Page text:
Rather than let employees simply run with their own ideas, Apple has chosen a “less is better” attitude, constraint that proved a helpful lesson in discipline when Doll departed the company and encountered a challenge many startups face: a lack of resources. “Apple does a better job than most at saying no to ideas,” he says, which proved good training for his new venture. “If you say yes to every good idea that you have, you’re going to fail.”
That’s not to say Apple employees are using the company as a revolving door to start their own ventures. Leander Kahney says the company’s sky-high stock value is effectively keeping “golden handcuffs” on its employees, who are hesitant to depart from the top, whereas in the old days there were “tons of startups” coming out of Apple. Doll thinks the company’s retention rate has to do with a dedication to the brand. “Apple more than most companies tends to attract folks who really believe in Apple’s mission, it’s kind of more than a job. People who work at Apple tend to be pretty attached.”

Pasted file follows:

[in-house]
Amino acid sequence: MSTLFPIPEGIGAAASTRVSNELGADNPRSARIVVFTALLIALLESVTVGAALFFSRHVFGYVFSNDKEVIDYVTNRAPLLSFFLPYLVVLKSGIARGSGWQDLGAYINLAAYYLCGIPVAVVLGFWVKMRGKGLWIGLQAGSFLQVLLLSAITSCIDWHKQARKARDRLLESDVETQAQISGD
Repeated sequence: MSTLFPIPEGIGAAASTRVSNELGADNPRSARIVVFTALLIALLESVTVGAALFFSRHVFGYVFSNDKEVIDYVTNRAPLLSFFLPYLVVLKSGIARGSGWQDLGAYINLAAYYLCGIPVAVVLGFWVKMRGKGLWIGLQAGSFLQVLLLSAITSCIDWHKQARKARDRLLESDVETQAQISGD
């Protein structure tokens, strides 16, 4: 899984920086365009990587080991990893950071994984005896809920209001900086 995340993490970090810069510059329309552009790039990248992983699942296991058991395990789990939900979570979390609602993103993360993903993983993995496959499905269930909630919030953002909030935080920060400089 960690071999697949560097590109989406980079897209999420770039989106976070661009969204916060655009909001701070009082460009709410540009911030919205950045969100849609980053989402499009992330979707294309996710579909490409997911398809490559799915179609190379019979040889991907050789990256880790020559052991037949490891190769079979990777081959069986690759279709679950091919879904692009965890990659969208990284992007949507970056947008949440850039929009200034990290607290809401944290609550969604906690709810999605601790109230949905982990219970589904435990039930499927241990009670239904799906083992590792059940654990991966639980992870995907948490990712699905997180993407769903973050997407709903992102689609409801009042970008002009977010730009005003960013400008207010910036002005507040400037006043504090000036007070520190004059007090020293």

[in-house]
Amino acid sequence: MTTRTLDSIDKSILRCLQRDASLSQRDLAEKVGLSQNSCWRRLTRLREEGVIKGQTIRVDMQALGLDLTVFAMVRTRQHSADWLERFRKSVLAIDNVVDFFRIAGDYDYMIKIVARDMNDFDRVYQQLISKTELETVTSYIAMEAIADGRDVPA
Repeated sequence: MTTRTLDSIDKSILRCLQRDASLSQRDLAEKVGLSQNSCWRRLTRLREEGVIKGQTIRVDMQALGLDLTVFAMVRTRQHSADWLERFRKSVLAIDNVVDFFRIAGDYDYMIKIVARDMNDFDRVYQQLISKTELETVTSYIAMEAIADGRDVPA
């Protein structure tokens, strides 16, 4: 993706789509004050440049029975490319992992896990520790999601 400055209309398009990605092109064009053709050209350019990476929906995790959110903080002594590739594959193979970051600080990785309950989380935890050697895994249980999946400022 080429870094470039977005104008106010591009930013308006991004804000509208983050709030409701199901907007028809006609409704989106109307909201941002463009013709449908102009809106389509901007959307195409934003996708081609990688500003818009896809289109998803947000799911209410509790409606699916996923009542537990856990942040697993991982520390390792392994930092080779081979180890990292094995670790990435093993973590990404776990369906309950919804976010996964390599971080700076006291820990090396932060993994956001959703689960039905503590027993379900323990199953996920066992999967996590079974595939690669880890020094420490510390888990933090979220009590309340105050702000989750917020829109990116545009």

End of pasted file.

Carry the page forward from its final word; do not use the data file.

Apple’s recipe for success? A “passion that’s so deeply engrained in the company’s fabric” and “an incredible sense of commitment and drive for perfection,” according to Gabi Schindler, who’s currently Chief Marketing Officer of mobile advertiser Amobee and spent six years at Apple as the senior director of public relations. “We were willing to give whatever it took to make the company a success,” she remembers. Schindler later worked to bring this sense of personal dedication to start-ups she went to work at. “Many of us ex-Apple people have been able to bring this philosophy into new companies and helped them prosper.”
Despite a plush resume, it’s not always smooth sailing after Apple. The most high-profile movement of a high-ranking Apple executive came about a year ago when Ron Johnson, head of Apple’s phenomenally successful retail operations, was hired to take the CEO post at struggling retailer JCPenney. Investors were hoping he could do for JCPenney what he had done for the Apple store—build it into a slick, clean, high-end global shopping destination. But selling sweaters and small appliances, it turns out, is a much different challenge than selling products that essentially sell themselves, like the iPad. Johnson’s plans, which included doing away with sales and promotions, have gone over like a ton of Macs. JCPenney’s same-store sales are off sharply, and the stock has fallen about 40 percent in the past year, as this chart shows.
Doll berates those who think they have a “magic touch” just because they’re Apple veterans. “If I just sat around and said hey I used to work at Apple, pretty quickly people would start to say, well, so what? What have you done since?”